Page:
Stephen Bannon is an enigmatic man. According to The Washington Post’s well-traveled report, he is so difficult to pin down that he effectively had no fixed address during the three years before becoming Trump’s top adviser.
Although Bannon filed for residency in Florida, evidence shows that he may not have lived there. Some speculate that he may have claimed residency in Florida to avoid California’s high taxes. However, his ex-wife apparently did live at his declared home, and the landlord reported some doors in the house dead-bolted, some doors missing entirely, and the Jacuzzi destroyed and “covered in acid.”
Further reports indicate that Bannon was paid $376,000 from 2012-2015 for 30 hours of work a week by an anti-Clinton media company funded by Robert Mercer and connected to the Koch brothers called Government Accountability Institute at the same time as he worked at Breitbart, often staying at the Breitbart Town House on Capitol Hill, as well as in New York, London and Miami.
While Bannon’s suspicious residency history is being picked over extensively by journalists and Florida state prosecutors alike, another more deeply sinister aspect of his story has failed to attract sustained public scrutiny: his adherence to an international, traditionalist movement closely linked to occultist fascists like Julius Evola and Alexander Dugin.
Bannon’s roots in traditionalism were observed earlier this year when BuzzFeed released a transcript of a June 2014 conference that he attended in the Vatican. Organized and attended by rightist and Catholic groups like the Dignitatis Humanae Institute, the event gave Bannon an opportunity to identify allies on the far right in what he called “the international Tea Party movement.”
Speakers included Luca Volontè, a trustee at CitizenGo, which provides online platforms for far right petitions like the anti-choice One of Us citizens’ initiative. Intended to halt public spending on abortions, One of Us was created by Carlo Casini, another speaker at the 2014 Vatican conference. Participating groups in One of Us included Zivile Koalition e.V., a lobbying organization created by Beatrix von Storch of the radical right party, Alternative für Deutschland (AfD). The list goes on.
Bannon’s comments at this conference reflected the kind of mixture of radical right, conservative and fascist elements assembled under the title of traditionalism and lending their support to the populism of the Trump campaign, among other rightist mobilizations.
Calling the president of the Dignitatis Humanae Institute “the smartest guy in Rome,” Bannon told the conference about his mission to win “an outright war against jihadist Islamic fascism” on behalf of “the Judeo-Christian West.” This war cannot be fought through decadent modern culture, Bannon insisted, but through a return to tradition. Rather than look to the EU, then, Bannon suggested turning toward Russia: “Putin is standing up for traditional institutions, and he’s trying to do it in a form of nationalism,” he said.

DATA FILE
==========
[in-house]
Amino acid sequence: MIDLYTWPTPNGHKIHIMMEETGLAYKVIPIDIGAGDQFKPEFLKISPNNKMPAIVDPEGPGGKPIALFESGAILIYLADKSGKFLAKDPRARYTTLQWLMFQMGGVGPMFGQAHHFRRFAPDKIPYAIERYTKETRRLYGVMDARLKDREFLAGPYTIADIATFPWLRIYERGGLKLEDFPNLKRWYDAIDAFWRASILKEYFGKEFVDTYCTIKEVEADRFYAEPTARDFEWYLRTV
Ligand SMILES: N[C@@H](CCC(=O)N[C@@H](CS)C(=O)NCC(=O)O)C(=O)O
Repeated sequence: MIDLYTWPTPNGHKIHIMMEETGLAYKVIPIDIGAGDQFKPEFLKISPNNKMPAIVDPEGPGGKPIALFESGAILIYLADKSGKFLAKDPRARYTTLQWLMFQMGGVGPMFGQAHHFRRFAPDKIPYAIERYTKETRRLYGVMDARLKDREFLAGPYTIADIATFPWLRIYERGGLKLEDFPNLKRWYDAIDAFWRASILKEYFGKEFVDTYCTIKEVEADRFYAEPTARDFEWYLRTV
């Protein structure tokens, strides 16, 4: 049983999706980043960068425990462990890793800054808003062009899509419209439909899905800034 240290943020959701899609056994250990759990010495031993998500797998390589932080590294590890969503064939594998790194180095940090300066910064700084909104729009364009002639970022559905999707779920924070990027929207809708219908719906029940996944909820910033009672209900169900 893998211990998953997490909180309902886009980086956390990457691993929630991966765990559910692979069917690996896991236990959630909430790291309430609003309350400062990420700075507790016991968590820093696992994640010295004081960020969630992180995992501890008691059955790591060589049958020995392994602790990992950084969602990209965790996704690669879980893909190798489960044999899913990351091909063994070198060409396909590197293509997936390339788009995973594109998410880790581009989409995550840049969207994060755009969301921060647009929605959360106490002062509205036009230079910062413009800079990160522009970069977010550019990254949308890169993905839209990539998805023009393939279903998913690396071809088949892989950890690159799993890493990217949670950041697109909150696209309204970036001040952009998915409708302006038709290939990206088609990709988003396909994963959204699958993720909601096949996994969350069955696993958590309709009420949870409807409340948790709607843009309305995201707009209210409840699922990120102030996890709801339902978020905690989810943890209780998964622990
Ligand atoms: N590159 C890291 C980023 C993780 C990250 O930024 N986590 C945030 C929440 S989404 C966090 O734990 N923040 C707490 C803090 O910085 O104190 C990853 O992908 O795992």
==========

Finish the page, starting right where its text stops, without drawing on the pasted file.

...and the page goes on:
This form of nationalist Eurasianism, according to Bannon, comes from “an adviser who harkens back to Julius Evola and different writers of the early 20th century who are really the supporters of what’s called the traditionalist movement, which really eventually metastasized into Italian fascism.”
Evola was not an outlying traditionalist who influenced fascism, as Bannon would have it; rather, Evola was an overt supporter of fascism. In 1930, Evola insisted, “We would like a more radical Fascism, more fearless, a really absolute Fascism, made of pure force.” He then joined the arch-Blackshirt Roberto Farinacci, notorious for pouring castor oil down his victims’ throats, in editing the publication Il Regime Fascista.
In a letter to the Fascist cultural minister, Evola explicitly stated his intention “to give an anti-Semitic orientation to Fascist spirituality.” He was a leading participant in the fascist movement and sought to push it further. Dissatisfied with mere populist fascism, Evola actually called himself a “superfascist.”
Evola’s dedication to ultraviolence inspired a generation of fascists whose merciless attacks on civilian infrastructure killed hundreds of innocent people in bloody massacres that characterized what became known as the Anni di piombo, or Years of Lead.
In recent decades, the European New Right (ENR) — a group of banal, fascist ideologues that formed in the late 1960s — has summoned the full collective force of their limited imaginations to paper over Evola’s fascism and present him as a palatable, avant-garde traditionalist. Even a cursory look at the historical context of Evola’s rise, however, reveals Evola’s fascist commitments and the covert fascism of those like Bannon who seek to carry on his legacy under the guise of “traditionalist Catholicism.”